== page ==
Books For Website Development

Discussion in 'Web Design and Development' started by redlion, Jan 22, 2008.

  1. redlion macrumors newbie

    Jan 21, 2008
    I have looked at various software for website development over the last few weeks and have nearly settled on the following:
    skEdit, TextMate or Coda in-conjunction with CSSEdit and Cyberduck.

    Can anyone please give some recommendations on which books to purchase that cover (X)HTML, CSS, JavaScript and PHP website development?

    So far I like the look of:

    Bulletproof Web Design: Improving Flexibility and Protecting Against Worst-Case Scenarios with XHTML and CSS

    CSS: The Missing Manual

  2. ergdegdeg Moderator emeritus


    Oct 13, 2007
    I'd go with the Head first HTML, it also covers CSS and XHTML. It's fun and easy to learn with it.
  3. giganten macrumors 6502a

    Jan 23, 2006
    I hope it is okay if I borrow this thread little.

    Can someone recommend any good book for how to build a cms or some php book? And if you know any book about javascript (mootools) and actionscript that is worth to pick up.
  4. tominated macrumors 68000


    Jul 7, 2006
    Queensland, Australia
    these days, you are probably better off learning ruby.
  5. giganten macrumors 6502a

    Jan 23, 2006
  6. seoman macrumors newbie

    Jan 23, 2008
    Is there any website where I can download website development books free of cost ;)

    I am also looking for books on website marketing, promotion and search engine optimization :)
  7. macrumors newbie

    Jan 16, 2008
    Atlanta, Georgia
    Try searching Google for Web Design eBooks. You may find some good ones there.

    If anyone is learning CSS I would recommend "The Missing Manual" series "CSS" very good book there.
  8. Darkroom Guest


    Dec 15, 2006
    Montréal, Canada
    the community over at are very helpful... i suggest anyone trying to learn to check out that site...
  9. Melrose Suspended


    Dec 12, 2007
    Two books I cannot recommend enough are Jeffrey Zeldman's Designing With Web Standards and Eric Meyer on CSS. Eric Meyer gives you a great leg up in understanding stylesheets and Zeldman shows the practical side of designing that way.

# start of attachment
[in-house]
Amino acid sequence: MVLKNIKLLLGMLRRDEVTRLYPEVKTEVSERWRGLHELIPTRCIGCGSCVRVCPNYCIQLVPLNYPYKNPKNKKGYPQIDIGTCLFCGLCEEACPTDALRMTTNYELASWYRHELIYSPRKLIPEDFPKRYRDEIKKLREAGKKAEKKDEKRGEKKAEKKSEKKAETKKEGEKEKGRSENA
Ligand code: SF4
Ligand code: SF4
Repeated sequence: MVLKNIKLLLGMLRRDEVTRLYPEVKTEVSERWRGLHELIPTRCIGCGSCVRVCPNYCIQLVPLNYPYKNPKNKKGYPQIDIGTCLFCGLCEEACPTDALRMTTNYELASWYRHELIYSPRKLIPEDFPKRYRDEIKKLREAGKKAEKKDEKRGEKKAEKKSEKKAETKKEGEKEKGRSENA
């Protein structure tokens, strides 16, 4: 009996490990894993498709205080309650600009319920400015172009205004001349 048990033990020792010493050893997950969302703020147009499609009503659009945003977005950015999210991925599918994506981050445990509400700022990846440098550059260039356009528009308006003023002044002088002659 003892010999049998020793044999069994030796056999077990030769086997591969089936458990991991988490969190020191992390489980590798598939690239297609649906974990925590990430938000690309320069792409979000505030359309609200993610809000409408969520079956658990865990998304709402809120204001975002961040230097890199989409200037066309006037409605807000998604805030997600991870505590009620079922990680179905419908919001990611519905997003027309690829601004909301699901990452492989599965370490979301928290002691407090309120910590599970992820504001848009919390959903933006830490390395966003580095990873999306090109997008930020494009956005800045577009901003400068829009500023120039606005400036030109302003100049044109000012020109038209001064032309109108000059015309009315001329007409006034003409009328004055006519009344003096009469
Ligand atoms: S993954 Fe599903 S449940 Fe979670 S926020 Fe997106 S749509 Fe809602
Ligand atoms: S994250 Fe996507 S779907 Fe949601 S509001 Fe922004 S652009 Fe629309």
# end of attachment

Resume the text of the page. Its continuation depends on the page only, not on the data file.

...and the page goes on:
I think PHP should at least be a basic/intermediate language for your to be familiar with - it's got a language similarity to Javascript. In a real-world development environment, knowing a little PHP goes a long way, at the very least it helps you communicate with backend developers or integrate database stuff. Don't worry about Flash until you can afford the time and money for it: It's not used as much as it was and won't be the bulk of your work anyway.

    PS: For other stuff relating to web design, I'd have a read through Don't Make Me Think and Web Redesign, for usability and project management respectively.
  10. SrWebDeveloper macrumors 68000


    Dec 7, 2007
    Alexandria, VA, USA
    Superb advice, melrose. I concur.

    In addition to those suggestions, I actually own two books I could not live without:

    The PHP Bible (Converse/Park, Wiley Publishing)
    MySQL (Ullman, Peachpit Press)

    The first is the only PHP book you'll ever need, great index, examples, for novice all the way to guru. The second is, as the cover notes, "Teach yourself MYSQL the quick and easy way!" which includes a quickstart guide and easy to understand visuals to help. The rest you learn by examining other people's code and of course many online resources such as and forums dedicated to developing PHP - and of course

  11. jng macrumors 65816


    Apr 6, 2007
    Don't overdo yourself. Start with Design or Coding. Master it and then go onto the other. Or if you hate what you started with, try the other. Very few people master both well.

    That said, I'm not a programmer but a designer. And I HIGHLY recommend Zeldman and Dan Cedarholm's book, Bulletproof Web Design. It's one thing to know XHTML and CSS, but it's another to know how to design using them! Many people just learn the syntax from websites. But they never figure out style. Design and programming is about style. They setup their layouts in weird ways etc. Anyway, I therefore highly recommend those two books.

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